Claudia Emerson (1957 – 2014) won the Pulitzer Prize for poetry for her book Late Wife in 2006. I think she would have been eventually chosen as the United States Poet Laureate if her brilliant career hadn’t been cut short by cancer.
She not only published eight collections of verse, but she was also a gifted teacher and musician. I knew her because we were in the same class at Chatham Hall, an all-girls’ school in Pittsylvania, County, southside Virginia. We were the class of 1975.
Chatham Hall was founded in 1894, originally named Chatham Episcopal Institute, and our most famous graduate was Georgia O’Keeffe. The school’s motto is Esto perpetua – “Let it be perpetual.”
Years at Chatham Hall
Both my mother and godmother attended; I was a boarder from Richmond and Claudia was a day student from Chatham. As I peruse old yearbooks, The Chathamite, I see photos of her on the yearbook staff and as a singer in Sextet while I played all sports and was in Dramatic Club. Senior year she was on Student Council. I wasn’t.
Our lives in a girls’ school with a student body of about 135 in the tiny town of Chatham must have had an enormous impact in helping us both become writers. I have published articles and essays for over forty years; she became an English and creative writing professor, publishing widely, editing journals, appearing at writers’ conferences, and winning awards. A celebrity.
The start of a teaching career
I majored in history at Kenyon College and in 1980 travelled around the world and settled in the Seychelles for two years; when I returned home, after such an adventure, I started writing.
Claudia chose a different path. She graduated from the University of Virginia with a degree in English and returned to Chatham and worked as a part-time rural mail carrier and managed a used bookstore.
Spending the day with all those books, writing songs, reading authors like Rainer Maria Rilke and his Letters to a Young Poet, inspired her so she enrolled and was accepted into the creative writing program at the University of North Carolina at Greensboro where she earned a master’s degree. She chose poetry as her métier.
In the coming years, her teaching career took off. Not only was she the Dean of Students and head of the English Department at Chatham Hall, she also taught at a long list of schools including fifteen years at the University of Mary Washington (UMW) and the final year of her life at Virginia Commonwealth University (VCU) where she achieved her dream of teaching graduate students.
Prolific output and numerous awards
Louisiana State University Press published all her books in their Southern Messenger Series: Pharoah, Pharoah (1997); Pinion, an Elegy (2002); Late Wife (2005); Figure Studies (2008); Secure the Shadow (2012); The Opposite House (2015); Impossible Bottle (2015); and Claude Before Time and Space (2018). The last three books were published posthumously.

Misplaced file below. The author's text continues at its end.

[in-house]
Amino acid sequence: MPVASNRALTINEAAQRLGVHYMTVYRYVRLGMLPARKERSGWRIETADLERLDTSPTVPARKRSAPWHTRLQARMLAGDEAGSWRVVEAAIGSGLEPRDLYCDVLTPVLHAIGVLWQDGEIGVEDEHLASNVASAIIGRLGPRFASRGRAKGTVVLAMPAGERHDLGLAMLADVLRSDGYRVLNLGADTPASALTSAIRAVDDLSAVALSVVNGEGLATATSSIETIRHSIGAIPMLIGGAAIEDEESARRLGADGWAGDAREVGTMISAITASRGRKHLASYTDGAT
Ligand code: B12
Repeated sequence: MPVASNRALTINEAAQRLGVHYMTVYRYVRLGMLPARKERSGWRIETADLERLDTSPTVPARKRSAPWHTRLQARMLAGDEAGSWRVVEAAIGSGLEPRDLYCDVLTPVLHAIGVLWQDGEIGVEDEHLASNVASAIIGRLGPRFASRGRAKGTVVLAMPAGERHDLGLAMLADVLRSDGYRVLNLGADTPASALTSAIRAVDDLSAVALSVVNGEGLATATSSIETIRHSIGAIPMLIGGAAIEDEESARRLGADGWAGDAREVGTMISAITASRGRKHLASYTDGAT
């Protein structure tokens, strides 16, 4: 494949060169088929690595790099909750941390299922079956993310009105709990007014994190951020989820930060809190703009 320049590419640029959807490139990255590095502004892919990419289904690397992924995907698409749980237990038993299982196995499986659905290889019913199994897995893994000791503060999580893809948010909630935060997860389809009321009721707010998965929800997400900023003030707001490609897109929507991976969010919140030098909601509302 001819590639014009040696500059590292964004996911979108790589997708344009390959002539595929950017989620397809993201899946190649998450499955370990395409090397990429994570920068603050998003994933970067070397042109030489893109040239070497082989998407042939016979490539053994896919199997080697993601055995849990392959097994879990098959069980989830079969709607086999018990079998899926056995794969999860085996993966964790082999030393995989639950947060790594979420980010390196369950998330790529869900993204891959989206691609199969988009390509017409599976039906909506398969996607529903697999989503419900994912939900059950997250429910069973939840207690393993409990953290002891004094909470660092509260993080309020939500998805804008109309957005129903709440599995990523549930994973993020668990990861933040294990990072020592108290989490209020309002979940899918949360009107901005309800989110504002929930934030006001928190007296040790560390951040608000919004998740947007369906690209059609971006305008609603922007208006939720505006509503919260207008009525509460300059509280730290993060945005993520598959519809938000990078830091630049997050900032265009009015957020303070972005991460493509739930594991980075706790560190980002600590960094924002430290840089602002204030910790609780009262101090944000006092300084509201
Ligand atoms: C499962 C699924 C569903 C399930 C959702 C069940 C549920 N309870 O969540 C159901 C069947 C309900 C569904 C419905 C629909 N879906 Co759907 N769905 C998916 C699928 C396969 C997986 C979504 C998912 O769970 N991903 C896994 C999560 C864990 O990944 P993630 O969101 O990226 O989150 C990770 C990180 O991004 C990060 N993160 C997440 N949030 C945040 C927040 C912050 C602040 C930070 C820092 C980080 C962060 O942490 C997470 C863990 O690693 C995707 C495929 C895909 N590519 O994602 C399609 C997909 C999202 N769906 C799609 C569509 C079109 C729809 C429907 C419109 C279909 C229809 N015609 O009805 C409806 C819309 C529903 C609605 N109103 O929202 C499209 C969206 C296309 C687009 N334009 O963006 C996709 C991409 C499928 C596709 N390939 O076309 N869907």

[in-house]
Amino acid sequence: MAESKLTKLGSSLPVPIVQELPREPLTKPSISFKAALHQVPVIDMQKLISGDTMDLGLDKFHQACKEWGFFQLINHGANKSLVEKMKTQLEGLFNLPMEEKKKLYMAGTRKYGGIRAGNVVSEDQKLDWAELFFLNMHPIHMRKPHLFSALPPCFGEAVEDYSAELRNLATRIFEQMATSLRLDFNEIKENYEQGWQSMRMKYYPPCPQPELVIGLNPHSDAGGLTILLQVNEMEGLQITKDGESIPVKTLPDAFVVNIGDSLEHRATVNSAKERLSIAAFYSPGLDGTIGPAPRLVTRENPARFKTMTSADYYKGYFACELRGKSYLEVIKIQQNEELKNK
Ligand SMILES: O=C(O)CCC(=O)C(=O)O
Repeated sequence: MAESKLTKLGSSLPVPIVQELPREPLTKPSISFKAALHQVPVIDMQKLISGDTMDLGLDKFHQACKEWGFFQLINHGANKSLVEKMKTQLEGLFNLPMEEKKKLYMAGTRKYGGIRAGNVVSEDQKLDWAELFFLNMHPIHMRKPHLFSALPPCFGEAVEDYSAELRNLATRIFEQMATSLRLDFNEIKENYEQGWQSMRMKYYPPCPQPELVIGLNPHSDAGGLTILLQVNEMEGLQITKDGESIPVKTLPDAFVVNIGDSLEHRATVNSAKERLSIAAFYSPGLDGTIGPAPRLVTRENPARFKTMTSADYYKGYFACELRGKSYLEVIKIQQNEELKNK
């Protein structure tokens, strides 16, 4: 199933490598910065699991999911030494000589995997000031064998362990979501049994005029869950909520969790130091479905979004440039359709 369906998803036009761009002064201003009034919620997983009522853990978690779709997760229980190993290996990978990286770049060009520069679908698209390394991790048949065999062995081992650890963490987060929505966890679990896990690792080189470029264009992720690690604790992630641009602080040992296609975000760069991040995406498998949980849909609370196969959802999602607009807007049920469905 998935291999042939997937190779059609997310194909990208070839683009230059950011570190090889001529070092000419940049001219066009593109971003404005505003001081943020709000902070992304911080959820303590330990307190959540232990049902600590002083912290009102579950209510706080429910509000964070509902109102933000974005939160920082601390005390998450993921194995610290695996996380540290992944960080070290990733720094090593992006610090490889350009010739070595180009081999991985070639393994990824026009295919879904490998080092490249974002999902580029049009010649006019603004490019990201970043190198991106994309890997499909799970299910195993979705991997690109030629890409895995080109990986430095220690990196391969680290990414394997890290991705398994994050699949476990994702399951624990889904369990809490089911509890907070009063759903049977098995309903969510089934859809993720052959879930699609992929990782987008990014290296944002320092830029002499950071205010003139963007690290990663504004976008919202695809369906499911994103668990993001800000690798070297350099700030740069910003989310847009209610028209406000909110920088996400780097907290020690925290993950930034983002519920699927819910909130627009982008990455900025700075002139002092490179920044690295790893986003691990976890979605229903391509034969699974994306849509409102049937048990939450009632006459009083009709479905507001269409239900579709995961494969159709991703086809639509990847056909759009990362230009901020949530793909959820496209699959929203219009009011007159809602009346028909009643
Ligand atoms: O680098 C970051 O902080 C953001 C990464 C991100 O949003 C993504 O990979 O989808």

Moreover, she won a long list of prizes and fellowships including the Academy of American Poets Prize; a National Endowment for the Arts fellowship; a Guggenheim; and from 2008 to 2010 she was poet laureate of Virginia.
Her work was highly anthologized, and she published in dozens of journals and magazines, including Southern Review; Blackbird; New England Review; Ploughshares; and even The New Yorker.
And Claudia just wasn’t a poet and teacher. She played her Gibson guitar well, wrote songs, and performed with her husband, Kent Ippolito.
A kaleidoscope of subjects
What did Claudia Emerson write about? Everything. Life in a small southern town, Mother Nature, our school, her family, mortality, all of the characters and nuances from the rich life she had led.
Her work is a kaleidoscope of stories written by a poet with a practiced eye and flowing hand who noticed all. In an interview, she once said she “processed the world through poetry” which is why she was such an eloquent interpreter for her readers.
I rarely read poetry but even her poems speak to me. Late Wife is something all of us should have on our shelves. Claudia writes of love and loss and rejuvenation through a series of letters written to her first husband after their marriage comes to an end, her journey through heartbreak and healing, and the final chapter is sonnets to her second husband who had lost his wife to cancer.
The depth and brilliance of the book are stellar. Rereading these poems after all these years was like going to a movie I had seen before: I knew the husbands, the lover, Claudia, so for all the highs and lows, I knew what was coming.
In an interview with the journal Blackbird in describing the book she said, “In my mind, it’s sort of a call-and-response kind of book, where I disappear from my life in some ways to reappear in another life where there has been a disappearance.”
David Wojahn, a poet and English professor at VCU called the book “a masterly managed narrative” and deserved the Pulitzer Prize because “It’s a very self-possessed and tender book, deserving of the prize in part because of Claudia’s command of form – particularly the sonnet – and because of the book’s unity.”
It would be difficult for me to critique Claudia’s work. I am neither a professor nor a poet, so I cannot write of pentameter, narrative structure nor threnody yet Claudia wrote from the heart and captured detail in a deep and enduring way; these are poems I actually understand.
Influenced by many, a word scientist upturning the rocks of life, probing the emotions of the human condition whether true or imagined. I enjoy her poems so much because they are graspable.
Now that I am rereading her work, I remember how verse can elevate prose — Pat Conroy read a poem each morning before he started writing for this very reason. These poems encourage a writer like me to slow down. Look. Listen. Remember. Take notes. Ponder.
The other day I did this while driving around the small town where I live, and I noticed the red tulips in front of the Presbyterian church had splayed, the sheriff or someone from his department was having lunch at the Blackstone Herb Cottage, and a couple was arguing in front of the post office. (Oh, all right. I made the last one up.)